On view from January 27, 2014, through March 25, 2014

at Anya and Andrew Shiva Gallery

There is a rich history in art of removing an object or material from its intended context and placing it into one that is art specific. This recontextualizing of the everyday or the “found” has been a central strategy for many artists since its advent in Synthetic Cubism. Equally, a tangential tradition of using the found lives in non-traditional artistic production alongside that of the fine arts and the academy. Be it outsider art, naïve or folk art, or art that is not part of an established traditional canon, artists who work in these arenas have always looked to their immediate environment for their means of expression. The use of the found is fundamental to the entire mode of production for such artists and has been in play long before Picasso and Braque took their leap into the real. The ongoing aesthetic exchange between each of these traditions has enhanced the creative possibilities for all artists.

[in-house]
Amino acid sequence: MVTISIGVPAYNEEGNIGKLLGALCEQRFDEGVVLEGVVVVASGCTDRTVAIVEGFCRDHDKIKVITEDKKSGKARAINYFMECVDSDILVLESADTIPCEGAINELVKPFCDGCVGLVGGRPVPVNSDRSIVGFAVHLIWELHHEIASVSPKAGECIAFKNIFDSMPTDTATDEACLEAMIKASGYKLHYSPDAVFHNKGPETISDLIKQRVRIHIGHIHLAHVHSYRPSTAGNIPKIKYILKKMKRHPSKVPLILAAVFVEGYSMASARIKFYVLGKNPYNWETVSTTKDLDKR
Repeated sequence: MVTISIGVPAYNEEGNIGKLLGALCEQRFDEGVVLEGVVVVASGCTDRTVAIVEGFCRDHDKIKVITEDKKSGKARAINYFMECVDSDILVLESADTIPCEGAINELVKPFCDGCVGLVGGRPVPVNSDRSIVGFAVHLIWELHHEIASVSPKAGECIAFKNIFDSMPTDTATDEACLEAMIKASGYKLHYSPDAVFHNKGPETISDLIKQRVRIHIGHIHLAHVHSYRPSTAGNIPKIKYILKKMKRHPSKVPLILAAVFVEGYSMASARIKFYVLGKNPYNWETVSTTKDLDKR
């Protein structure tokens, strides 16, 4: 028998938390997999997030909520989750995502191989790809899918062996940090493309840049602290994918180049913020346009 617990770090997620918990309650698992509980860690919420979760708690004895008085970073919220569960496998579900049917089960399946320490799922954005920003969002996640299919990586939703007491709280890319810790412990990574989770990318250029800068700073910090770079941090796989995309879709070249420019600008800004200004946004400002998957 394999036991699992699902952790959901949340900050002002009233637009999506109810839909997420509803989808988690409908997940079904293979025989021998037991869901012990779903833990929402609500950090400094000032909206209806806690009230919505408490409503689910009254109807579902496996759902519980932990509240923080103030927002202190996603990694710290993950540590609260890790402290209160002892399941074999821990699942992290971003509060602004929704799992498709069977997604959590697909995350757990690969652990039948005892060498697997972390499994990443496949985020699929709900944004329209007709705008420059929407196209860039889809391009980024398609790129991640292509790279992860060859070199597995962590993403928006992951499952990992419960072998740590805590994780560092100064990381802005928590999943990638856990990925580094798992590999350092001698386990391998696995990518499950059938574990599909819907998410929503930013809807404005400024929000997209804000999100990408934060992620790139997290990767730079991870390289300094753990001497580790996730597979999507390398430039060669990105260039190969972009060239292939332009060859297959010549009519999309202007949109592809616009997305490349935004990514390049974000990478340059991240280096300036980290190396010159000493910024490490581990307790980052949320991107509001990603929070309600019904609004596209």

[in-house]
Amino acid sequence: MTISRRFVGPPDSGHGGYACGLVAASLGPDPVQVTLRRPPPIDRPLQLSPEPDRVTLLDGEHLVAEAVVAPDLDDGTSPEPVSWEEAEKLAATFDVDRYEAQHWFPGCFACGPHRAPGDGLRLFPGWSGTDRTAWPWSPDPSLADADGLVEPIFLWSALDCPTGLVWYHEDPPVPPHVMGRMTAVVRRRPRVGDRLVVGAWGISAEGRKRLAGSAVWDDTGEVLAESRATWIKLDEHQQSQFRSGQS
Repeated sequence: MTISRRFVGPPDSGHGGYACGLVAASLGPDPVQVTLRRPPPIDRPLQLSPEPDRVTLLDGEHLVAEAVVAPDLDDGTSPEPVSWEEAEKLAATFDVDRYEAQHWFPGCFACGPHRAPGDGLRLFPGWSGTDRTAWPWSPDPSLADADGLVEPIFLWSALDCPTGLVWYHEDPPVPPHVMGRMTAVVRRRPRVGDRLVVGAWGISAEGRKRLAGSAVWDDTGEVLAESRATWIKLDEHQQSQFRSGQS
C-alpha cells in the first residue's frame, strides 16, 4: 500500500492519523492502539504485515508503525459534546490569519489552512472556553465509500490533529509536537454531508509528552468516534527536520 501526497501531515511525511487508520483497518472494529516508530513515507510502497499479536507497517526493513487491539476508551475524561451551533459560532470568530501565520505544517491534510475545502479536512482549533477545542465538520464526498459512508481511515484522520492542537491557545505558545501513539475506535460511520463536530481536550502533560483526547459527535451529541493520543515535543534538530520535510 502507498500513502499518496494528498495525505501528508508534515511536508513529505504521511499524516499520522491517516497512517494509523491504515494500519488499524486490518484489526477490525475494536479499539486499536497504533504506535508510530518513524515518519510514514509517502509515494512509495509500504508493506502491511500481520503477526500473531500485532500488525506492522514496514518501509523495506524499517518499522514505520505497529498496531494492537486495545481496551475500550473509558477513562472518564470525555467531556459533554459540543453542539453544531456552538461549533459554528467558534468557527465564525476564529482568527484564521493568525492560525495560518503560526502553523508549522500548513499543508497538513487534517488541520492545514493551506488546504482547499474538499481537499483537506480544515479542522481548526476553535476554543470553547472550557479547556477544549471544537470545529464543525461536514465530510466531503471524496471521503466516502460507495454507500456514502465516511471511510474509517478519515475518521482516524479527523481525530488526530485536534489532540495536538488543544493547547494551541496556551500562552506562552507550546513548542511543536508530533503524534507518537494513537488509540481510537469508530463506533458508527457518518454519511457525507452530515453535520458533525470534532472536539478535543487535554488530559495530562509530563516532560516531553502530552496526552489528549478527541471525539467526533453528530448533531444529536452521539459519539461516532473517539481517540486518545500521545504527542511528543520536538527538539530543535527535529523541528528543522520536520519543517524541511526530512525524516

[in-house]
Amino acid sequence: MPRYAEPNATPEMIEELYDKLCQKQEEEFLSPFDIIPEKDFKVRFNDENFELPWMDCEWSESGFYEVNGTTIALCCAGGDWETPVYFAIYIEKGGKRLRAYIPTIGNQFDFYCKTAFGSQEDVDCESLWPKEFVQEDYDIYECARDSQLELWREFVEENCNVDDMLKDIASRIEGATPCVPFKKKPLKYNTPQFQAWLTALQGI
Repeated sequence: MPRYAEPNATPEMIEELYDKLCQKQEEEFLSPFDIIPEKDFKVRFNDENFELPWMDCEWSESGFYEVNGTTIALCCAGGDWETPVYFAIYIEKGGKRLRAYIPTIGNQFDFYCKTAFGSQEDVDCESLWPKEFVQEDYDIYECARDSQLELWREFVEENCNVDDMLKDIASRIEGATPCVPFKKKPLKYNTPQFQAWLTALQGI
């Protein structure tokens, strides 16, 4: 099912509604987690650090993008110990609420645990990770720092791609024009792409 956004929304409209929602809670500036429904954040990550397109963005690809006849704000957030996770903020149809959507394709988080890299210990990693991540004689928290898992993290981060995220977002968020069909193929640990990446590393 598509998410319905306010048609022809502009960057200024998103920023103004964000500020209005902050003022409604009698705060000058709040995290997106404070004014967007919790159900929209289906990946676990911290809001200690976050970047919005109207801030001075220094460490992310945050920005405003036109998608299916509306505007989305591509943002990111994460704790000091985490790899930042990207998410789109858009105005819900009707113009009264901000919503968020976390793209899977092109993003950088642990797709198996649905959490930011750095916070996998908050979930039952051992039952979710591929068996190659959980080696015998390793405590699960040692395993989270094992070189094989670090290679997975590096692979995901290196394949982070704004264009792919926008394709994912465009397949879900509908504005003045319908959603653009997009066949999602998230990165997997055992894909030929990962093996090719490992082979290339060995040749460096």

Shiva Gallery Art Image

With the advent of the 21st century, however, a new perspective on the found has crystalized: sustainability. Whereas once the incorporation of the found might have been viewed as solely a shattering of Western European traditions and constraints, an expansion of the limits of the western academy and traditional means of expression, this process can now be considered as a process that speaks to the impact of our societies’ consumption and limits of the world’s resources. While not all artists present an environmental agenda specifically, many do so implicitly. The artists selected for Recontextualizing the Found, through their use of the everyday objects and materials or through their direct thematic commentary, position themselves either implicitly or directly in a greater environmentally aware context. As such, the artworks stand not only on their aesthetic merits, but also address the practice of sustainability in the 21st century, a practice that affects our basic existence and human rights.

Curated by Bill Pangburn and Thalia Vrachopoulos